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Paula Deen: The world crashed down and I'm still alive

Paula DeenCrime, Law and JusticeJustice SystemFood Network (tv network)7-ElevenPeople (magazine)

Paula Deen is cooking up a comeback, y'all. Think it will work?

Deen, 67, is on the March 10 cover of People magazine, arguably the highest-profile stop on her mea culpa tour that she hopes will help her regain the favorable media spotlight.

PHOTOS: A closer look at Paula Deen

"I'm fighting to get my name back," Deen told the magazine in an interview billed as an excusive look at Deen's struggle to start over and rebuild her tarnished empire.

At times, Deen told People, she had trouble getting out of bed in the morning, and said her fall from grace forced her to face her greatest fears -- and realize she could still survive.

"When I woke up each morning, it was like my world was crashing down again," she said. "I used to have dreams that I lost everything. And when it finally happens, you think, 'I'm still alive.' "

Deen saw her food and media empire implode in 2013 following a lawsuit filed by a former employee. The employee spoke of hostile working conditions and said that Deen was given to racially tinged language and outlandish comments. Among them: her dream of producing a plantation-themed wedding, complete with a fleet of costumed black men serving as the waitstaff.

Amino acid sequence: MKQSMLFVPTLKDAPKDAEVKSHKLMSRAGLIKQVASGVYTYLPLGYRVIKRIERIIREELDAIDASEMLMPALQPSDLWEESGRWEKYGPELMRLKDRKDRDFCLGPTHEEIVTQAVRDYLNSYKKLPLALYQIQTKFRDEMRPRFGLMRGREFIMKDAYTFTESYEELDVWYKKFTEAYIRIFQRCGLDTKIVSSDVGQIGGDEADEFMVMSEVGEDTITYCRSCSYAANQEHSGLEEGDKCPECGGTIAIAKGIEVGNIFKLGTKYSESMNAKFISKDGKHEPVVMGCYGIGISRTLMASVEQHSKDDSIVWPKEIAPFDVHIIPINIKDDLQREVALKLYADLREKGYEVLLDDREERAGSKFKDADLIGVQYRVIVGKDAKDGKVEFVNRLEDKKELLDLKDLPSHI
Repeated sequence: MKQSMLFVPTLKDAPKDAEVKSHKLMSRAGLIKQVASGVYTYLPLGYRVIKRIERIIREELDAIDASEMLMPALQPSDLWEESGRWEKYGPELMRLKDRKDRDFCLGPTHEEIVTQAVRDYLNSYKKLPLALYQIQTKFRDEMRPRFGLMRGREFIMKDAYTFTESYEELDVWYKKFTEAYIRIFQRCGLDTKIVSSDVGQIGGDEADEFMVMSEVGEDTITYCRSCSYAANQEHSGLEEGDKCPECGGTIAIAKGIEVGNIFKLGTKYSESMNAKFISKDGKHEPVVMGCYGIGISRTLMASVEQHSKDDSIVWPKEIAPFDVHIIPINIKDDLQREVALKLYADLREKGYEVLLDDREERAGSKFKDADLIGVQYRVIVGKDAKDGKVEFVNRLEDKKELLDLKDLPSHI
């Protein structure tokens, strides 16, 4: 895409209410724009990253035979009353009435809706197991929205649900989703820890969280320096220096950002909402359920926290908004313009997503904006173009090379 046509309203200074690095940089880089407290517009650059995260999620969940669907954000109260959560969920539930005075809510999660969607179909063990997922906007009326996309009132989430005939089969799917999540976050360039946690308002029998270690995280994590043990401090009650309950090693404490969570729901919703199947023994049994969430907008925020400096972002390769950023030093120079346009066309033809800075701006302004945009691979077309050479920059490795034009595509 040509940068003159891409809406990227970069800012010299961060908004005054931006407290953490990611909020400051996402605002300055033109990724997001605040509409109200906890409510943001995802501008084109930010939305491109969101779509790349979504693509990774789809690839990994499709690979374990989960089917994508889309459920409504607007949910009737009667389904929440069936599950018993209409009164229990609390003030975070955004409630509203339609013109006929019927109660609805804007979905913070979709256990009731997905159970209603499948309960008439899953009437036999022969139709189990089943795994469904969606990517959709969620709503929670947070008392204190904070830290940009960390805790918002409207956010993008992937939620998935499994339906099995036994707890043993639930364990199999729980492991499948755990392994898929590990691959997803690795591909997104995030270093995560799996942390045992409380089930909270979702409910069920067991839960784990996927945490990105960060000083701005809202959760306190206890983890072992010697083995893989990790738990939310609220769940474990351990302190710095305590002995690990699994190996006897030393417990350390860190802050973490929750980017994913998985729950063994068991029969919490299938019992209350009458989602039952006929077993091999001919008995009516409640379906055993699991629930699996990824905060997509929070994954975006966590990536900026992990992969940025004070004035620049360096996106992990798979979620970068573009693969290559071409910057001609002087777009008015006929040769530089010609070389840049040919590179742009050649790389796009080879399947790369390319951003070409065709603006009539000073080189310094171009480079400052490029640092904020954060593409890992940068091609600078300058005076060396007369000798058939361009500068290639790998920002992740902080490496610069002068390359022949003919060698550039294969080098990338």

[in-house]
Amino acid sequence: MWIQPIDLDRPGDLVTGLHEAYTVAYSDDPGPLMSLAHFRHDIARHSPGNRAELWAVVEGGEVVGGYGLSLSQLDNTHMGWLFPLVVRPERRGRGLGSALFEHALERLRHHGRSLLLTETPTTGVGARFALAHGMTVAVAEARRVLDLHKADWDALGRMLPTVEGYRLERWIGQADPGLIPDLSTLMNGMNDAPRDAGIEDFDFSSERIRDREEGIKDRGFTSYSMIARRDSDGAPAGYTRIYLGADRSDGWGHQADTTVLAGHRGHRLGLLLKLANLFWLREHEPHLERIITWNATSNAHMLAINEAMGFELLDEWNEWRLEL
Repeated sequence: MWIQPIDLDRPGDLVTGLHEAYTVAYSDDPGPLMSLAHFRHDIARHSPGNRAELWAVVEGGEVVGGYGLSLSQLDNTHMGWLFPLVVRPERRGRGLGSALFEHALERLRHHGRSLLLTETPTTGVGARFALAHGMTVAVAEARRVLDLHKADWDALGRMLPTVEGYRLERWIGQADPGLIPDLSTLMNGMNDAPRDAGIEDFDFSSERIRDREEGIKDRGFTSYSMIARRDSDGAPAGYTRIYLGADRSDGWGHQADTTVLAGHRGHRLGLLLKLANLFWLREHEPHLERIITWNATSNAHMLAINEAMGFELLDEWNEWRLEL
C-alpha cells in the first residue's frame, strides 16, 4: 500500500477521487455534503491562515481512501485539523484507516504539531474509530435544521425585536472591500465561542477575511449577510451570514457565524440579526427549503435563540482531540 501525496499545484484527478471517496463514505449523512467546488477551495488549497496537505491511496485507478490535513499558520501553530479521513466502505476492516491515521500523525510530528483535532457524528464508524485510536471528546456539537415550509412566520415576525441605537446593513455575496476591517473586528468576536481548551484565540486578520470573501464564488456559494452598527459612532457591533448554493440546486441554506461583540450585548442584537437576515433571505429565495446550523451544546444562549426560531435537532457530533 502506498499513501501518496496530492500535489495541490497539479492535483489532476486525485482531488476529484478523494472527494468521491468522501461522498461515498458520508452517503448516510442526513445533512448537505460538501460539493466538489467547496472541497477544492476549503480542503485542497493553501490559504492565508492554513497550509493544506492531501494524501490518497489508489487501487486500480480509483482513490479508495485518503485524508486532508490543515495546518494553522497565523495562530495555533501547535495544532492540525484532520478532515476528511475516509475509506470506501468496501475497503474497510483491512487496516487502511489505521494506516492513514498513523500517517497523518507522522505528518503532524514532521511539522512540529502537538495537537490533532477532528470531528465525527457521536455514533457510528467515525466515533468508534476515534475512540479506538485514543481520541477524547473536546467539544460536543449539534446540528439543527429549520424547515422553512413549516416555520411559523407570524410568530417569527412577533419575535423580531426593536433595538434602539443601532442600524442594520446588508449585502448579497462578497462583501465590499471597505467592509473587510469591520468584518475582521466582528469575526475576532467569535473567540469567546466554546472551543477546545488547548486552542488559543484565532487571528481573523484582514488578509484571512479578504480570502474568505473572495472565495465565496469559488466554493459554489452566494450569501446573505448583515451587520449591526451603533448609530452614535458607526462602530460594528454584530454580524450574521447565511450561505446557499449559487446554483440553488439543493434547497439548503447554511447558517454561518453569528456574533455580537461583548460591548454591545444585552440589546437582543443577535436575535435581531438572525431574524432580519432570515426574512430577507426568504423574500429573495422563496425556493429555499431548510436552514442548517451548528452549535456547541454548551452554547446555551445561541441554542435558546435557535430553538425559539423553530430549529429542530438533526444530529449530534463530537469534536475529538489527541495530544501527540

The lawsuit was plodding along but gained overnight momentum after it was revealed that Deen had conceded in a court hearing that she had used the N-word, even though she insisted the incident had taken place many years earlier.

Within hours, her business partners began distancing themselves, including Food Network -- which had helped make Deen a household name.

All that said, while Deen's popularity plummeted in some corners, there were plenty of diehard fans who rushed to her defense.

Many blame the media for seemingly taking a side in a lawsuit filed by a disgruntled employee -- a lawsuit that has since been dismissed in part, and ultimately settled. (It needs to be noted that the accuser has since described Deen as a "woman of compassion and kindness" who would "never tolerate discrimination or racism.")

Now, Deen is ready to put all that behind her. She told People: "I've learned a lot."

A private firm is investing in Deen, plunging more than $75 million into a new company, Paula Deen Ventures.

What do you think? Are you looking forward to what's next for Deen? Tweet me your thoughts at @renelynch

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Paula DeenCrime, Law and JusticeJustice SystemFood Network (tv network)7-ElevenPeople (magazine)
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